The following article is from The Great Soviet Encyclopedia (1979). It might be outdated or ideologically biased.



acoumetry, measurement of the acuteness of hearing. Since acuteness of hearing is defined generally by the threshold of perception of a sound, audiology consists in the determination of the weakest sound perceived by man. The simplest audiometric methods are the detection of the perception of sounds of various volumes produced by human speech and by tuning forks of varying lengths. In general, audiometry is performed by special electrical acoustic devices—audiometers. For a change in pitch (from 100 to 8,000 cycles per second) and volume of sound (from 0 to 125 decibels) on the audiometer, the minimum intensity for which the sound is still barely audible (threshold of perception) is ascertained. The results of audiometry are recorded in the form of an audiogram—a curve drawn on a special audiometric grid. By determining the patient’s threshold intensity of sound on a scale, the degree of hearing loss is determined. Audiometers are also used in other, more complicated tests.


The Great Soviet Encyclopedia, 3rd Edition (1970-1979). © 2010 The Gale Group, Inc. All rights reserved.


The study of hearing ability by means of audiometers.
McGraw-Hill Dictionary of Scientific & Technical Terms, 6E, Copyright © 2003 by The McGraw-Hill Companies, Inc.
References in periodicals archive ?
Key Words: Hearing loss, Pure tone audiometry, Hearing protection devices, Ear Muffs, Ear Plugs
A hearing test was done by conventional pure tone audiometry in a soundproof booth by two audiologists from the Department of Clinical Physiology.
Where someone was unable to understand the pure tone audiometry test explanations, I used a basic whisper voice test to ascertain a basic level of hearing.
Pure tone audiometry examination results at frequencies ranging from 0.5 to 8 kHz showed that the frequency of hearing loss among cauliflower ears was higher than this rate among non-cauliflower ears.
The assessment of hearing is primarily a subjective test and no test other than a properly conducted pure tone audiometry test (carried out under ideal conditions) can tell us the exact hearing threshold level of the patient.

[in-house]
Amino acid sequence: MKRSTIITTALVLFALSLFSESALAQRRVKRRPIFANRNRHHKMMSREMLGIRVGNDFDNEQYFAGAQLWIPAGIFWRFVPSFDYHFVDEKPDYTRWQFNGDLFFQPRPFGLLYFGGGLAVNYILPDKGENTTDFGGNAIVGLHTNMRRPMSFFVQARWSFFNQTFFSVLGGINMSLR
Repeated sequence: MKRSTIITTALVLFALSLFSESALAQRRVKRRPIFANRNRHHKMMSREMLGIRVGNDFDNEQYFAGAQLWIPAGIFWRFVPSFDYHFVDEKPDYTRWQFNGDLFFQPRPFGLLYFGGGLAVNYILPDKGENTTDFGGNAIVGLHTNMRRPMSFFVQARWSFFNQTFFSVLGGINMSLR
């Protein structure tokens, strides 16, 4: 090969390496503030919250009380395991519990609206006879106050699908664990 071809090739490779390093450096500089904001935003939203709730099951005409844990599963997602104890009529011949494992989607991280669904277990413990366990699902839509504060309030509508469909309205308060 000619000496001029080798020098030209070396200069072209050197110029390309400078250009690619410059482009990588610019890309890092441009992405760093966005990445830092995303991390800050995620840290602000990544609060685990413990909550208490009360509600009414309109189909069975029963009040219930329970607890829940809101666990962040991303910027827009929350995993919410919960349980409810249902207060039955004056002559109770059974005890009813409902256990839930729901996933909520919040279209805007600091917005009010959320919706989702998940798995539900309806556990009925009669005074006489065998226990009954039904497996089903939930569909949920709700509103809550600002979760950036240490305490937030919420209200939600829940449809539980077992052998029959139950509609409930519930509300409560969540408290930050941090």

Pure Tone Audiometry. Pure tone audiometry, including air conduction thresholds at 0.125-8 kHz and bone conduction thresholds at 0.5-4 kHz, was performed using a GN Resound Orbiter 922 version 2 audiometer, according to ISO 8253-1 [13], using Telephonics TDH-39 earphones and a Radio Ear B71 bone conductor in a sound-attenuating booth complying with standards specified in ISO 8253-2 [14].
Pure tone audiometry was also conducted during the time period of the field sampling with a total of 207 consenting questionnaire respondents (40.2% of 511), from either the Agbowo (n = 122, or 40.1% of 304) and Ajibode (n = 85, or 40.3% of 211) business districts.
Patients underwent pure tone audiometry (PTA) and tympanometry on admission, then monthly for 3 months.
All patients diagnosed as having hearing loss, using pure tone audiometry threshold measurement were assessed for associated symptoms apart from the hearing loss.
Hearing assessment was done by general ear examination and Pure Tone Audiometry so as to determine hearing function, the degree, type and configuration of a hearing loss if any.
Pure tone audiometry is the key hearing test used to identify hearing threshold levels of an individual, enabling determination of the degree, type and configuration of a hearing loss.
He presents 17 chapters covering acoustics and sound measurement, anatomy and physiology of the auditory system, measurement principles and the nature of hearing, the audiometer and test environment, pure tone audiometry, auditory system and related disorders, acoustic immittance assessment, speech audiometry, clinical masking, behavioral tests for audiological diagnosis, physiological methods in audiology, assessment of infants and children, audiological screening, nonorganic hearing loss, audiological management, and effects of noise and hearing conservation.